Question: Dear Jerry, I've have these in my family for many years. I've never really been sure what they were used for. There are 6 of them and they are long with a tiny bowl and the stem is hollow. They are sterling but I can't read the mark. There were purchased here in Harrodsburg for a wedding gift for my husbands mother. I think that she was married in the early 1900's. The box says Wiseman Jewelers. Thanks for taking the time to look at this. I enjoy your articles.
|A collection of sterling sipper spoons|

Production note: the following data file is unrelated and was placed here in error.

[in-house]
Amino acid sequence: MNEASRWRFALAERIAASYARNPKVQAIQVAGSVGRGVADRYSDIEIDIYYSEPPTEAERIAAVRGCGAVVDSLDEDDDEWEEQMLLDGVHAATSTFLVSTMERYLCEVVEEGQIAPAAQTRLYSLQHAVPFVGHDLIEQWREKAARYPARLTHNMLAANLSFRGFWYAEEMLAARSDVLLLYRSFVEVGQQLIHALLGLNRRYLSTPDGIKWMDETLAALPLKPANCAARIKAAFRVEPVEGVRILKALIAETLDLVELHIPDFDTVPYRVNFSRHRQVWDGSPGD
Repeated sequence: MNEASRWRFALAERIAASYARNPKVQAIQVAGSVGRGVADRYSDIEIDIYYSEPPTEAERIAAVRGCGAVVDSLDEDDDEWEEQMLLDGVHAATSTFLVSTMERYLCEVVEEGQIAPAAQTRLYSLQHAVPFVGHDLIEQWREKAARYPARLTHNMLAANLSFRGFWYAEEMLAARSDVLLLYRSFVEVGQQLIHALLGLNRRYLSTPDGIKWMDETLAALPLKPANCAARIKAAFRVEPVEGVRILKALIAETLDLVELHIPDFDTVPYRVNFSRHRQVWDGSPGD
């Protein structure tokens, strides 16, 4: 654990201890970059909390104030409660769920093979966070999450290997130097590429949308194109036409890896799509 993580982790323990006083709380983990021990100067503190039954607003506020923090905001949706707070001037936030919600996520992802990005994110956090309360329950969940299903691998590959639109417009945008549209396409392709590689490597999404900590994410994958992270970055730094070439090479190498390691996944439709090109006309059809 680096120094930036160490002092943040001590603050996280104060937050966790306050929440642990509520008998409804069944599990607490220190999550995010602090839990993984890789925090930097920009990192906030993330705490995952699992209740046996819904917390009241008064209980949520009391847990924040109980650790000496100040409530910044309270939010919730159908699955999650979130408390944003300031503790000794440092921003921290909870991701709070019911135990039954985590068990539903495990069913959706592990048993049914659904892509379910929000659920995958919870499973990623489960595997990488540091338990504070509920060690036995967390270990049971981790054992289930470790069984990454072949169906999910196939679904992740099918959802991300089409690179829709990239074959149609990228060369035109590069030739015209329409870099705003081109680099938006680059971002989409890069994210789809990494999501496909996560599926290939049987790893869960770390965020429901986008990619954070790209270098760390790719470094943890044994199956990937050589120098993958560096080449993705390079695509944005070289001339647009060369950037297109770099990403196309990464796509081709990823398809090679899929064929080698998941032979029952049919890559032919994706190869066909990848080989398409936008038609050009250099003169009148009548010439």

Answer: These are great reminders from an era long since gone by, but it doesn't have to be gone. You can easily use these spoons today. You have a great set of lemonade sipper spoons. Now, some people will argue that these are soda spoons, and in a way, they would also be right. The handle of the spoon is the straw and are long and slender with an opening right on the back of the bowl. They were long so as to reach to the bottom of glass. Some people would put ice cream or sherbet in their lemonade. Using these spoons you could partake of bit of creamy ice cream or sip the beverage its floating in. Some hosts would add some seltzer water or ginger ale to the lemonade and that is where the soda part comes in. Regardless of what you call them, they are beautiful. Sipper spoons make me think of wide front porches, wicker rockers and the tinkle of ice in a tall, cool drink. They are marked sterling and the makers maker is Webster. Webster was a well-known silver manufacture that was founded by George K. Webster in 1869. His company lasted until the 1930's, when it was purchased by Frank W. Smith Company. Reed & Barton owns the Smith company today. Were never meant to match a service of flatware. But there are examples of sipper spoons that match flat ware sets. These are usually really popular patterns. Though these spoons are very plain they will blend in with any other silver that was being used. These are The date of your mother-in-laws nuptials is right on target for these spoons. Again, it was the work of the Victorians and Edwardian folks that encouraged such tools and equipment. Lemons are an ancient fruit, dating back thousands of years. They have been used in food and drinks for many centuries. It was during the reign of Queen Victoria that sweetened lemonade was considered stylish. Your spoons were only one part of the table. There could have been a fine hand painted lemonade set with pitcher, handled lemonade cups and maybe even cookie trays. The Roaring 1920's and the modern 1930's brought the sipper spoon to an end. I love the fact that you have a local jewelers box with them. That adds to their appeal, but not the value too much. I warn you, they can be a booger to clean. If you keep your eyes open, you can find long pipe cleaners, that you can run through the straw to clean them of sticky fruit, soda and silver polish. Your pretty set of sipper spoons with a local box would in a good antiques store be priced at about $75.00. Get them out and use them this summer. Thank you for sharing them.